And on security Obama who talks more about peace at a time of war and not more war and less about peace as McCain has – leads them to conclude that Obama would be unwilling to defend the US security if it came under threat. But sometimes the best security is the promotion of peace – no one fires a shot and the country security is not breached.

Of course there’s the old he’s going to take away our guns – but then this was not meant to real – it was an exercise in predicting how an Obama presidency might turn out for the worst for Christian – could it be that they are saying that Obama isn’t one.

When you’ve lost your home – or feel that your livelihood is under threat – it is pretty difficult to think about what the other guy might be doing in the house over the way or down the street – as now don’t have a house.

Terrorist strikes on four American cities. Russia rolling into Eastern Europe. Israel hit by a nuclear bomb. Gay marriage in every state. The end of the Boy Scouts. All are plausible scenarios if Democrat Barack Obama is elected president, according to a new addition to the campaign conversation called “Letter from 2012 in Obama’s America,” produced by the conservative Christian group Focus on the Family Action.

The imagined look into the future is part of an escalation in rhetoric from Christian right activists who are trying to paint Obama in the worst possible terms as the campaign heads into the final stretch and polls show the Democrat ahead.

Although hard-edge attacks are common late in campaigns, the tenor of the strikes against Obama illustrate just how worried conservative Christian activists are about what should happen to their causes and influence if Democrats seize control of both Congress and the White House.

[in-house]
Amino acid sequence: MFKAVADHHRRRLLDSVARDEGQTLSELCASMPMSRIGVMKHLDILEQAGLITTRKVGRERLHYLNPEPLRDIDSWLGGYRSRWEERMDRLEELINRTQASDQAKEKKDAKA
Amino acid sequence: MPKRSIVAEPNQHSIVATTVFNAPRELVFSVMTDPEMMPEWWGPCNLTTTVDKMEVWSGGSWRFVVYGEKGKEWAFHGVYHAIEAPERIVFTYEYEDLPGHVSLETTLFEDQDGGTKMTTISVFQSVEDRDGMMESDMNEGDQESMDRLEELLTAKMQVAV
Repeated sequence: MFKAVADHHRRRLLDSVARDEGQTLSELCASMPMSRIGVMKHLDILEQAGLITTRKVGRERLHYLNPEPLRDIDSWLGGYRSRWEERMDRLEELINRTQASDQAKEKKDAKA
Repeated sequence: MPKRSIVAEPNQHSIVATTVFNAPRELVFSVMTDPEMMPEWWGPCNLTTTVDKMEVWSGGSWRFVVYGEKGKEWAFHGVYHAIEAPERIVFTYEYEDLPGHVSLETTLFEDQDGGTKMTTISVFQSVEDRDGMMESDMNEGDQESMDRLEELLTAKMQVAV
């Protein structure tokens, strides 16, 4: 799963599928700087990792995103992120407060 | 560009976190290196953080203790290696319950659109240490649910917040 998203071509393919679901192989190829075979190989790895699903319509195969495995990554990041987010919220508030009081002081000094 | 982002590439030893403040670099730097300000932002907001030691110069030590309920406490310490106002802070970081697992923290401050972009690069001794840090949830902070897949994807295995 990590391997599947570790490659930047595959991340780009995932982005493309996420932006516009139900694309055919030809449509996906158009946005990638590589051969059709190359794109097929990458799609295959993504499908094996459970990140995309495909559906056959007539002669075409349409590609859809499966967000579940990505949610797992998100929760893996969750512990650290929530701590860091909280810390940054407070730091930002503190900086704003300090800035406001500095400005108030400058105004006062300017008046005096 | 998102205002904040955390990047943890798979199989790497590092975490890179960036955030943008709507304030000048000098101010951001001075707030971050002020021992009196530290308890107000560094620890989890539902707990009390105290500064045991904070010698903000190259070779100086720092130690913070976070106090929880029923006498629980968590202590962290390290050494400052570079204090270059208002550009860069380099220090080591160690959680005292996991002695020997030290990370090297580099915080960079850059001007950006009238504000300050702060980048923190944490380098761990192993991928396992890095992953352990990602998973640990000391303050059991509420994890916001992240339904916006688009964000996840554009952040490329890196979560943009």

“Everyone uses fear in the last part of a campaign, but evangelicals are especially theologically prone to those sorts of arguments,” said Clyde Wilcox, a Georgetown University political scientist. “There’s a long tradition of predicting doom and gloom.”

“It looks like, walks like, talks like and smells like desperation to me,” said the Rev. Kirbyjon Caldwell of Houston, an Obama supporter who backed President Bush in the past two elections. The Methodist pastor called the 2012 letter “false and ridiculous.” He said it showed that some Christian conservative leaders fear that Obama’s faith-based appeals to voters are working.

Like other political advocacy groups, Christian right groups often raise worries about an election’s consequences to mobilize voters. In the early 1980s, for example, direct mail from the Moral Majority warned that Congress would turn a blind eye to “smut peddlers” dangling pornography to children.

“Everyone uses fear in the last part of a campaign, but evangelicals are especially theologically prone to those sorts of arguments,” said Clyde Wilcox, a Georgetown University political scientist. “There’s a long tradition of predicting doom and gloom.”

But the tone this election year is sharper than usual and the volume has turned up as Nov. 4 nears.

Steve Strang, publisher of Charisma magazine, a Pentecostal publication, titled one of his recent weekly e-mails to readers, “Life As We Know It Will End If Obama is Elected.”

Strang said gay rights and abortion rights would be strengthened in an Obama administration, taxes would rise and “people who hate Christianity will be emboldened to attack our freedoms.”

But Margaret Feinberg, a Denver-area evangelical author, predicted failure,

Young evangelicals are tired and rhetoric which is fear-based, strong-arms the listener, and states opinion as fact will only polarize rather than further the informed, balanced discussion that younger voters are hungry for.” 

Separately, a group called the Christian Anti-Defamation Commission has posted a series of videos on its site and on YouTube called “7 Reasons Barack Obama is not a Christian.”

The commission accuses Obama of “subtle diabolical deceit” in saying he is Christian, while he believes that people can be saved through other faiths.

But among the strongest pieces this year is Focus on the Family Action’s letter which has been posted on the group’s Web site and making the e-mail rounds. Signed by “A Christian from 2012,” it claims a series of events could logically happen based on the group’s interpretation of Obama’s record, Democratic Party positions, recent court rulings and other trends.

Among the claims: